Prenderby sighed.

‘I wish you’d decided to overtake,’ he said. ‘This is a marvellous road. It wouldn’t hurt us to be a bit nearer, anyway, would it?’

Martin nudged him gently:

‘If you want to try your speed, my lad,’ he said, ‘here’s your opportunity. The old lady has started to move.’

The other two glanced ahead sharply. The Rolls had suddenly begun to move at something far beyond her previous respectable rate. The red tail-light was already disappearing into the distance.

Prenderby’s share in the conversation came to an abrupt end. The Riley began to purr happily and they shot forward at an ever-increasing pace until the speedometer showed sixty.

‘Steady!’ said Martin. ‘Don’t pass them in your excitement. We don’t want them to spot us either.’

‘What makes you so sure that they haven’t done so already?’ said Abbershaw shrewdly, and added as they glanced at him inquiringly, ‘I couldn’t help thinking as we came along that they were going very leisurely, taking their time, when there was plenty of other traffic on the road. As soon as we were alone together they began to move. I believe they’ve spotted us.’

Prenderby spoke without looking round.

‘He’s right,’ he said. ‘Either that or they’re suddenly in the deuce of a hurry. I’m afraid they’re suspicious of us. They can’t possibly know who we are with lights like these.’

‘Then I say,’ cut in Martin excitedly, ‘they’ll try to dodge us. I’d get as near as you can and then sit on their tail if I were you.’

Abbershaw said nothing and the Riley slowly crept up on the other car until she was directly in her head-lights. The Rolls swayed to the side to enable them to pass, but Prenderby did not avail himself of the invitation. Eventually the big car slackened speed but still Prenderby did not attempt to pass.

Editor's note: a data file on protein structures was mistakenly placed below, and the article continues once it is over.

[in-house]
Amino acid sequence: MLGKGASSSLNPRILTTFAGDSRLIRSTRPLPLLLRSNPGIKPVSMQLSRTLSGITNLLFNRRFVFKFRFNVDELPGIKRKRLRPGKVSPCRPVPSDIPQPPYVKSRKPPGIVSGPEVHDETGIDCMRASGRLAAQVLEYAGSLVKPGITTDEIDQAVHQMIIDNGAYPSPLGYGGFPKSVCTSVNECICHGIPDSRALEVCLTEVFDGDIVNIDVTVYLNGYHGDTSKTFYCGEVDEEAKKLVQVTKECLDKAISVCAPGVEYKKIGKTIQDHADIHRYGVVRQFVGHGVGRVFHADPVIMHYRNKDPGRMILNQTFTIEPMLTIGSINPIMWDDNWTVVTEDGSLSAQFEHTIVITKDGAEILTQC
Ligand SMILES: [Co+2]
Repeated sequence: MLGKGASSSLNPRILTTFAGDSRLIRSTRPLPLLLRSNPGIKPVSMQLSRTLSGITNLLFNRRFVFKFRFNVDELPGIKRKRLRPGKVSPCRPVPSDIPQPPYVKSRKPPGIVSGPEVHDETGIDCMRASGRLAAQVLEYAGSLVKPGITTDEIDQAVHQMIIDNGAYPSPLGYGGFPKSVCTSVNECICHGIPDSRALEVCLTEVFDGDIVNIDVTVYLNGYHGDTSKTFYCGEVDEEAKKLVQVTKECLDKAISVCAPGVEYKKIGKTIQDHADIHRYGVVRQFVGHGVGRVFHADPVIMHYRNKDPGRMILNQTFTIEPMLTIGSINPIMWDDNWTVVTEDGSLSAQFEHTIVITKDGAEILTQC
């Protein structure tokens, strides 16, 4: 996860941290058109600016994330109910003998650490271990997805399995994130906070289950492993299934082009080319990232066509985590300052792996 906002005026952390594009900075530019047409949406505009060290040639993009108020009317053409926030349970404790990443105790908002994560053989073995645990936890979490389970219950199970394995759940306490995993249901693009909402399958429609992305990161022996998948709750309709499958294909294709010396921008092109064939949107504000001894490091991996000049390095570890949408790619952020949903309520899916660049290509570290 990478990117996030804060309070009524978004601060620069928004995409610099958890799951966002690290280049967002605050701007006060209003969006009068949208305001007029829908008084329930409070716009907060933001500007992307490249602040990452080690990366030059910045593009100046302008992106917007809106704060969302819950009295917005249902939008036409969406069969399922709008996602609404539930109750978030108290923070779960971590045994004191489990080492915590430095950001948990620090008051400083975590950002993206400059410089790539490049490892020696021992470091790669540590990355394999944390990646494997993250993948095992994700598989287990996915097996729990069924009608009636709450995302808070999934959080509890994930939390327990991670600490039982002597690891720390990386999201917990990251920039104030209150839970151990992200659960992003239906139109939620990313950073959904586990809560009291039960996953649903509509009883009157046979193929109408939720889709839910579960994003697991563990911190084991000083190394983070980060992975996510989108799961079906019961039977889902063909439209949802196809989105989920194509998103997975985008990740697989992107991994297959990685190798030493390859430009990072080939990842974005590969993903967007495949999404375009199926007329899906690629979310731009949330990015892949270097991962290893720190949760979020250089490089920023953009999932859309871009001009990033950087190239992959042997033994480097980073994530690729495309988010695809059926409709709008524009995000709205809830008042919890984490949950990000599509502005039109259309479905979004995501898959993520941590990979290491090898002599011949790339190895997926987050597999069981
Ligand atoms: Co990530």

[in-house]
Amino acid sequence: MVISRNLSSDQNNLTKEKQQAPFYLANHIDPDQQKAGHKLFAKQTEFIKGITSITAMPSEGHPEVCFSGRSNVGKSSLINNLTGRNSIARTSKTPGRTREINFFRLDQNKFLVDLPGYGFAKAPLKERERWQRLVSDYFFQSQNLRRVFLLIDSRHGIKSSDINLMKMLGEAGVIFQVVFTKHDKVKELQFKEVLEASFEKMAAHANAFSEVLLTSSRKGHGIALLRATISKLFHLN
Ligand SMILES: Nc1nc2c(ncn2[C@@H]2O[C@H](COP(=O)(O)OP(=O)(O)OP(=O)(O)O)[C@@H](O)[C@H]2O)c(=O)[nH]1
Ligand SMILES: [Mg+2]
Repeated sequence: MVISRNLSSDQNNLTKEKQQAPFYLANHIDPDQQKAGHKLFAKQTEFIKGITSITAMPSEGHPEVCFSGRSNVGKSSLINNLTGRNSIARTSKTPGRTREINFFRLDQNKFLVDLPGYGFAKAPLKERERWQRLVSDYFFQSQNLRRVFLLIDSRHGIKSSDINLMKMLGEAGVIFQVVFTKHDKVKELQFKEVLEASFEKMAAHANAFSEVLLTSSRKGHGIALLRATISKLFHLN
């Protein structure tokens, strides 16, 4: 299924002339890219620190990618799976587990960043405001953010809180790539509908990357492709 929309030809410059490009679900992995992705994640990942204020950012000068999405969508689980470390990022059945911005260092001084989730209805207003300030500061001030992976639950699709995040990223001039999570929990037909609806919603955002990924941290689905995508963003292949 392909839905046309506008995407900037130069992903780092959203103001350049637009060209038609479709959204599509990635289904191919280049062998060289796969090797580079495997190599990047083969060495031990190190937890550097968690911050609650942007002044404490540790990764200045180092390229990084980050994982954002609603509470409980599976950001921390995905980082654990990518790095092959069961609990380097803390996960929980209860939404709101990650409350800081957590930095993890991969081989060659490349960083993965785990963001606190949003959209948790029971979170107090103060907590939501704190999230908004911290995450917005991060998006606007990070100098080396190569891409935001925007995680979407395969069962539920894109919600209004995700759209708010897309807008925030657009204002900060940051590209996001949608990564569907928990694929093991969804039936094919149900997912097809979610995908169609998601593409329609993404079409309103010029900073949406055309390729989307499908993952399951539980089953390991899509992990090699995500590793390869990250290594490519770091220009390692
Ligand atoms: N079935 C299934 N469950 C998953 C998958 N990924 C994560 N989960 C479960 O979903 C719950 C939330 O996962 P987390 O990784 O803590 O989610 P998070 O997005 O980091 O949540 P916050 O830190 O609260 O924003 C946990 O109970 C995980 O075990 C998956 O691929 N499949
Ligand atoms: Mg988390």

The next overture from the Rolls was as startling as it was abrupt. The little rear window opened suddenly and a bullet hit the road directly in front of them.

Prenderby swerved and brought the Riley almost to a full stop.

‘A pot-shot at our front tyre,’ he said. ‘If he’d got us we’d have turned over. Martin, I believe you’re on the right tack. The cove is desperate.’

‘Of course I’m right,’ said Martin excitedly. ‘But don’t let them get away, man, they’ll be out of sight in a minute.’

‘Sorry,’ said Prenderby obstinately, ‘I’m keeping my distance. You don’t seem to realize the result of a tyre-burst at that pace.’

‘Oh, he won’t do it again,’ said Martin cheerfully. ‘Besides, he’s a rotten shot anyway.’

Prenderby said no more, but he was careful to keep at a respectable distance from the Rolls.

‘They’ll start moving now,’ said Martin. ‘We shall have our work cut out if we’re going to be in at the death. Look out for the side turnings. Do you know this road at all?’

‘Pretty well,’ said Prenderby. ‘He’s heading for Chelmsford, I should say, or somewhere round there. I think he’ll have some difficulty in shaking us off.’

The big car ahead was now speeding away from them rapidly and Prenderby had his hands full to keep them anywhere in sight. In Chelmsford they lost sight of it altogether and were forced to inquire of a policeman in the deserted High Street.